There is also a widespread perception that neuroleptic malignant syndrome symptoms somehow ‘trump’ or override symptoms of serotonin toxicity, and that serotonin toxicity cannot be diagnosed in the presence of neuroleptics. The origin and logic for this ipse dixit(‘because I say so’) assertion is unclear and has never been adequately articulated, yet it has become widely and uncritically accepted. This may be because of the misinformation perpetuated by poor case reports: readers who wish to learn about NMS and ST are advised, in additional to information on this web site, to start with the major recent reviews by Caroff, Whyte et al and Gillman (1, 38, 63-69). Special evidence is required to logically justify assigning one illness or toxidrome a hierarchical precedence over another; one cannot claim that previous intake of neuroleptics goes against or negates a diagnosis of ST without such special evidence. No-one has ever advanced such evidence. There are good reasons for rejecting that supposition and assuming the exact opposite. That is because ST is much more strongly and predictably associated with serotonergic drugs than NMS is with neuroleptics, because NMS is unpredictable and rare (i.e. idiosyncratic).
ST and NMS: Chalk and Cheese
As alike as chalk and cheese is how I summarised it (13) and Professor Whyte wrote some time ago re NMS and ST: (43, 46) “In my capacity as a general physician to the local psychiatric hospital and as a clinical pharmacologist who takes referrals of drug related problems, I have managed over 50 patients with Neuroleptic Malignant Syndrome over the last 12 years. From this clinical experience and the literature, I have compiled a table comparing the clinical features of Serotonin Syndrome with those of Neuroleptic Malignant Syndrome….. “From this comparison it can be seen that while there are several features in common, a full physical examination and clinical assessment makes it almost impossible to confuse the two diagnoses. A similar table and conclusions have been recently published by Gillman (Gillman, PK., The Serotonin Syndrome at its treatment. Journal of Psychopharmacology. Vol 13 (1): 1999, pp 100-109)”.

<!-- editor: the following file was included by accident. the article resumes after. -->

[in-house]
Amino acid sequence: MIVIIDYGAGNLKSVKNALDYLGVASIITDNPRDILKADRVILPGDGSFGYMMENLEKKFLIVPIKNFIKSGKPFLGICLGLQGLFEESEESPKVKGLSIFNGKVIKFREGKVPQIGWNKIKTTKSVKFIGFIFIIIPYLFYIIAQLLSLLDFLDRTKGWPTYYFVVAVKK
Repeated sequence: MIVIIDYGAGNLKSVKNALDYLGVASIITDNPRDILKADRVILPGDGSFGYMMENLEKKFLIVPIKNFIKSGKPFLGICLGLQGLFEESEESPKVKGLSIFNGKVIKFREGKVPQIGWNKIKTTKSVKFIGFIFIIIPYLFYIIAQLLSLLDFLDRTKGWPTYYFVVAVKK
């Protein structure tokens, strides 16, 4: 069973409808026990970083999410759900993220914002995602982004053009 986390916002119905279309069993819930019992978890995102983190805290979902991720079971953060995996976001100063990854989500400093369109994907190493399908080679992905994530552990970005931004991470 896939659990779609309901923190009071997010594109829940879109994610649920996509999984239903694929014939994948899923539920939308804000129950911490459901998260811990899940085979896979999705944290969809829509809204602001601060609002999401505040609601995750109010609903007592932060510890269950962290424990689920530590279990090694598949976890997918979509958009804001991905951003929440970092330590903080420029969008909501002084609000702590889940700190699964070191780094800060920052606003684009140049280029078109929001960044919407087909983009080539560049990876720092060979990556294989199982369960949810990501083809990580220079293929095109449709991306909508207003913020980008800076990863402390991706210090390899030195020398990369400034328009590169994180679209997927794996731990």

- From more recent conversations with Prof Whyte I would estimate that the numbers referred to above are much higher and his confidence in his opinion remains the same.
It seems that it is mostly psychiatrists who subscribe to the opinion that NMS and ST are ‘virtually indistinguishable’ and this may be because they do not usually have involvement in the care of these seriously ill patients in the intensive care units where they are treated by physicians and toxicologists. Thus their opinions are essentially ultracrepidarian, that is to say, those opinions go well beyond their level of expertise.
A brief diversion may be educative. Although the peer review system in scientific publishing is an excellent and laudable idea in principle, in practice it is far from perfect. There are many journals that are not in the top division who are unable to get quality reviewing of their material and often accept and publish papers with limited or no meritorious content. Many of them are just substandard scholarship. Much of this kind of material gets published as case reports which are inherently of lesser scientific standard, and are often very misleading. There has been much debate about whether journals should publish case reports at all and many more eminent journals elect not to do so. Such short reports and mini reviews usually require the authors to make a stab at reviewing the literature on the subject in question. For complex topics like ST and NMS that is a nearly impossible exercise (due to the constraints of time and space and the inexperience of most authors) and frequently leads to pointless and erroneous publications that are then inadequately refereed). There are various other comments on my website in relation to the whole business of substandard and biased publications, for those with the time and interest to read about it. Most people are aware of the importance of the old expression ‘buyer beware’ (caveat emptor) and it is also helpful to realise that even in the scientific literature one should remember the sister phrase ‘caveat lector’, that is, ‘reader beware’. References